Scene: Birds chirped, signifying the arrival of morning. Emily Haines stumbled into stage and put down a suitcase. She changed into a dressing gown and goes to sleep, only to be woken moments later by her alarm clock.
She began an internal monologue, which admonished her for not getting enough sleep. The monologue in her head continued for a spell as Emily got up to play some songs solo at a piano. She appeared to be struggling with some questions: Is this where she wants to be? Is there some place or time to which she would like to return? Or has she never truly moved forward?
The following thoughtful yet playful concert at the Sixth and I Historic Synagogue, on Saturday, didn’t answer these questions, but Emily Haines and The Soft Skeleton, the name of Emily’s solo performance project, eased into exploring aspects of life, love, and loss in a serenely captivating and quietly powerful show. What resulted was a 17-song concert that captured the essence of an artist.
Emily started the show while still acting out the scene in her “hotel room” established on stage by a steamer trunk that served as her bed. After awakening to her alarm clock, she laid on her back to sing “Planets” from Choir of the Mind, the second full-length album released by Emily Haines and The Soft Skeleton in September by Last Gang Records. “Planets” set a tone with its slowly soaring music and theme of “people drift away.” She arose and sat herself at her piano to tackle Choir’s “Wounded” and “Crowd Surfed Off a Cliff” from Knives Don’t Have Your Back, the debut 2006 album from The Soft Skeleton project.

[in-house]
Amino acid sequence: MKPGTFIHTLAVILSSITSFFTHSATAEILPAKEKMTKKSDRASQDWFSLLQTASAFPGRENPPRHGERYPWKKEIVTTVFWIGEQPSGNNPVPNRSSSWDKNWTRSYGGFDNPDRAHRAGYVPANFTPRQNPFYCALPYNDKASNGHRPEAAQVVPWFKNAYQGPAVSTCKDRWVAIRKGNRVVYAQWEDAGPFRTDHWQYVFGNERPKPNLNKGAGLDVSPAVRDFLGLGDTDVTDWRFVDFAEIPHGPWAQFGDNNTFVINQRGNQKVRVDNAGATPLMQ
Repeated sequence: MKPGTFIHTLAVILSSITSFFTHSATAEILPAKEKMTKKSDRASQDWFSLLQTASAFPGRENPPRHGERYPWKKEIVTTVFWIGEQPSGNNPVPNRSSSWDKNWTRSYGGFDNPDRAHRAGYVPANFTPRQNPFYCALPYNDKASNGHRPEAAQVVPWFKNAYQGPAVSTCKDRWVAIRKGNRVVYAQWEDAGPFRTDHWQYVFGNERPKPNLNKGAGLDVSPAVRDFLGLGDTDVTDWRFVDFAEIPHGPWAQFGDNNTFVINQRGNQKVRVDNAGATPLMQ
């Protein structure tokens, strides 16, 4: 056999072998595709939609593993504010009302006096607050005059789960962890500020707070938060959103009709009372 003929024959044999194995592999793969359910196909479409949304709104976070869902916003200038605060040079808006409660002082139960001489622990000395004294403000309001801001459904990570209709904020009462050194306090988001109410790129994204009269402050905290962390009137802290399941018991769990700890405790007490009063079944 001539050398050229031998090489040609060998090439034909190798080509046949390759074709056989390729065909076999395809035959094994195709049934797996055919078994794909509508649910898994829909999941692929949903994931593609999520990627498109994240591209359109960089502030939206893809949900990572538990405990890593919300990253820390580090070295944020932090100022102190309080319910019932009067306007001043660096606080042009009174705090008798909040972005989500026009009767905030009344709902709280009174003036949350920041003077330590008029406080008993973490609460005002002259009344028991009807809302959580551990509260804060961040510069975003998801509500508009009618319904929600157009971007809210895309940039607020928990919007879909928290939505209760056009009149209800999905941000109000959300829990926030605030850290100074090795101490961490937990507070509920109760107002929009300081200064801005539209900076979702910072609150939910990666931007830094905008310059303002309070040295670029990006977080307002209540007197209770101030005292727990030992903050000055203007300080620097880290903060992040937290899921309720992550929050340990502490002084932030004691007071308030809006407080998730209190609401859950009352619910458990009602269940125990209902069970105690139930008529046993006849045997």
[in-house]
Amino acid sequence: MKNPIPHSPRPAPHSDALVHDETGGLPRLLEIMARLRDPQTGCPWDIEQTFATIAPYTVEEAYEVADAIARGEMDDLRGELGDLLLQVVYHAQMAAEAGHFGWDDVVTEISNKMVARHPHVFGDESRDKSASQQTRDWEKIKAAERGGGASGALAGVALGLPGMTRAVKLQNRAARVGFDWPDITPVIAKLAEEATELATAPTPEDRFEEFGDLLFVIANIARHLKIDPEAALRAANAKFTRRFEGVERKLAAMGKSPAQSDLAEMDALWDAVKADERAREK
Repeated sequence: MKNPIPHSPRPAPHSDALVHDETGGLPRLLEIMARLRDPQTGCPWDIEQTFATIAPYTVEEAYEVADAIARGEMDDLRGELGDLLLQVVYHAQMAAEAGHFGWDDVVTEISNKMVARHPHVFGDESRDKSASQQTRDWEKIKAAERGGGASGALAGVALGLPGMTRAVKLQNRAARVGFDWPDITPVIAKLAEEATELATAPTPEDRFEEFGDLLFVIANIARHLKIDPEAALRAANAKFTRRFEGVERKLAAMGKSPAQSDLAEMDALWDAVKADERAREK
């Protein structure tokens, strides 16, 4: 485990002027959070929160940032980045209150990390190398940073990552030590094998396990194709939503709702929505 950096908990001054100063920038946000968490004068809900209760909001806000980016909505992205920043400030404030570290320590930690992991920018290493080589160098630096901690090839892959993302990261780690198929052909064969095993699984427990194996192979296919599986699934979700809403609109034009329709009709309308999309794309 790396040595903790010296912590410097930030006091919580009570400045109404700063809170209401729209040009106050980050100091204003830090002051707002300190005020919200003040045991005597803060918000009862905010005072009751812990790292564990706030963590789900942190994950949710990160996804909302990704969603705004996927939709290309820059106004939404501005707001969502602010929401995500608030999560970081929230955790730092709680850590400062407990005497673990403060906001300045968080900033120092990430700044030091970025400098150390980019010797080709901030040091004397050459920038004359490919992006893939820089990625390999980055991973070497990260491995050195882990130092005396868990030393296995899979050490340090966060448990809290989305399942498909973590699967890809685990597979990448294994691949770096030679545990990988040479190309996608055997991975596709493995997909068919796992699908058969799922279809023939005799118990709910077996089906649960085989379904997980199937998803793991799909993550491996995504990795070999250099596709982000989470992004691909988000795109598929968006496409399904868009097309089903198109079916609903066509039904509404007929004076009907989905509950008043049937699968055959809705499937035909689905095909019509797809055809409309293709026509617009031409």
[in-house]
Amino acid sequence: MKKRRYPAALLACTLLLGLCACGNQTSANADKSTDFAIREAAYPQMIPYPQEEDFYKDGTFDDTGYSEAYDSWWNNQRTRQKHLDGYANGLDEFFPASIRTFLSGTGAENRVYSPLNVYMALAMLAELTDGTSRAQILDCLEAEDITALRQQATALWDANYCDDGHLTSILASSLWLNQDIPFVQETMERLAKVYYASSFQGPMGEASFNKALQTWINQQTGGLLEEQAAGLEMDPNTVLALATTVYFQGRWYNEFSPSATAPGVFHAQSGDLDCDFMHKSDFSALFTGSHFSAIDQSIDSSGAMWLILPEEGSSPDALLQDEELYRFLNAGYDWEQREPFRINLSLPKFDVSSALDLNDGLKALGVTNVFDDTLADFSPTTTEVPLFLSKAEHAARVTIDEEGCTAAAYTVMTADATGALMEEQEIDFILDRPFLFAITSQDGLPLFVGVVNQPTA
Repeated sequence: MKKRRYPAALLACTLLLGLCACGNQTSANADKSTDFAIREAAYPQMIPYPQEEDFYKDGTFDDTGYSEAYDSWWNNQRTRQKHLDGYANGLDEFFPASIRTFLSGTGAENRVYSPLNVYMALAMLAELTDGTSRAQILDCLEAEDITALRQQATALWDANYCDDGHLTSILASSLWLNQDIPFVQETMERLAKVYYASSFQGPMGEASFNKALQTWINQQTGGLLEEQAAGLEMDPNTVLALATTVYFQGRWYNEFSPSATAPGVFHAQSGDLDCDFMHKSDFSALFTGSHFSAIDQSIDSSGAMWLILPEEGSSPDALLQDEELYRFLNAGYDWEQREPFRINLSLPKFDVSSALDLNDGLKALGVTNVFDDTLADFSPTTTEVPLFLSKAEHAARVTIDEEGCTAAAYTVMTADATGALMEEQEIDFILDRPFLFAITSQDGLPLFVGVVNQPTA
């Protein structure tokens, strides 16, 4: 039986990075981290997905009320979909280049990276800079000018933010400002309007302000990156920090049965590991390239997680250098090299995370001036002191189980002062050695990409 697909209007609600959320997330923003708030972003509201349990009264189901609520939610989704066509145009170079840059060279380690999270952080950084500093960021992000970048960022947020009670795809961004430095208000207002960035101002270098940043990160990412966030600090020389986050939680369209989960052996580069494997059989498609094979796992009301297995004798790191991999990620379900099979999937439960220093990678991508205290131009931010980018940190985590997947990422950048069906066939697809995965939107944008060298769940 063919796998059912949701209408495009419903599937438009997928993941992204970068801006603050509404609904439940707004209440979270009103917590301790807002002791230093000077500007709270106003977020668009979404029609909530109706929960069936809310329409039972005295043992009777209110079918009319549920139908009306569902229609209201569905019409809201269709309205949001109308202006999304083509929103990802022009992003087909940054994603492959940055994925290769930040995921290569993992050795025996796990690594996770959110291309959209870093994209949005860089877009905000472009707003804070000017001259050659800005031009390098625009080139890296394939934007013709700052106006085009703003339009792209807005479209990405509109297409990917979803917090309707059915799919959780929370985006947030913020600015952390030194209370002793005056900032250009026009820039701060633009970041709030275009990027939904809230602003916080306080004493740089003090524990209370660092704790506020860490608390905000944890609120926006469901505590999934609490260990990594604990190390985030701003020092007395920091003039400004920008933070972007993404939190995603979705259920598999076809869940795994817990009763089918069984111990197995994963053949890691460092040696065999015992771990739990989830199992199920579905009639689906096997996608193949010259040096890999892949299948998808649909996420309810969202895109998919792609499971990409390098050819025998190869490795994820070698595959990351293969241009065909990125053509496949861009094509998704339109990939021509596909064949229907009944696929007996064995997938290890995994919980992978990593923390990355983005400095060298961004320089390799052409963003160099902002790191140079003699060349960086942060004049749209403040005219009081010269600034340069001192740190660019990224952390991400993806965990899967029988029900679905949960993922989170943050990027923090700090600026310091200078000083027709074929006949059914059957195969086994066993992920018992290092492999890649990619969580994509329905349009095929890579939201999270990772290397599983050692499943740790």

At the piano, Emily’s soothing soprano was expressive and her gentle playing bolstered her pleasing voice. After the first three songs, she was joined by three supporting bandmates, including Jimmy Shaw, her songwriting partner in new wave quartet Metric. With the additional instruments, the songs of Emily Haines and The Soft Skeleton expanded from introspective piano ballads to contemplative soft rock numbers.
Highlights in the middle of the show include an arresting rendition of “Sprig,” a song from Emily Haines and The Soft Skeleton’s 2007 EP, What Is Free to a Good Home? At the start of the song, Emily unexpectedly left her piano and stood tall on her steamer trunk, which remained in place forgotten since the “awakening scene” at the start of the show. From there, the meditative song seemed more spare, more lonely, than it might have if she remained seated with her companions.
By contrast, Emily closed the set by rocking out with Choir’s “Fatal Gift,” the closest the set comes to offering a song that could have come from Metric. The song began as quietly as a typical Soft Skeleton selection, but it quickly escalated after the first 90 seconds into a full-blown rocker, albeit one that offers a cautionary statement on the emptiness of living our lives only to go to work, earn money, and buy more things.
After the main set, Emily returned to the stage alone for a two-song encore that included a pair of inventive songs from Choir of the Mind — “Strangle All Romance,” which she performed a Capella in a signature move (she does this during Metric concerts as well), and “Choir of the Mind,” a spoken word performance piece. Her encore was akin to sitting down in a circle with friends to dissect the experiences we shared in the previous 90 minutes, and it provided some closure to the proceedings, particularly with the closing declaration of “Choir” and its celebration of “her million-impulsed Force,” which left the audience with a swell of hope.
Tonight, Dec. 5, Emily continues touring in Toronto and on Dec. 7 in Vancouver, but then she returns to the United States for a handful of Pacific Northwest and West Coast dates. She wraps it all up at the Masonic Lodge at Hollywood Forever in Los Angeles on Dec. 12. To catch Emily’s show is to witness fine art that will resonate with you, certainly, but the experience also will deepen your appreciation and understanding of a terrifically talented and extremely creative woman.
Here are some pictures of Emily Haines performing with The Soft Skeleton at Sixth and I Historic Synagogue on Dec. 2, 2017.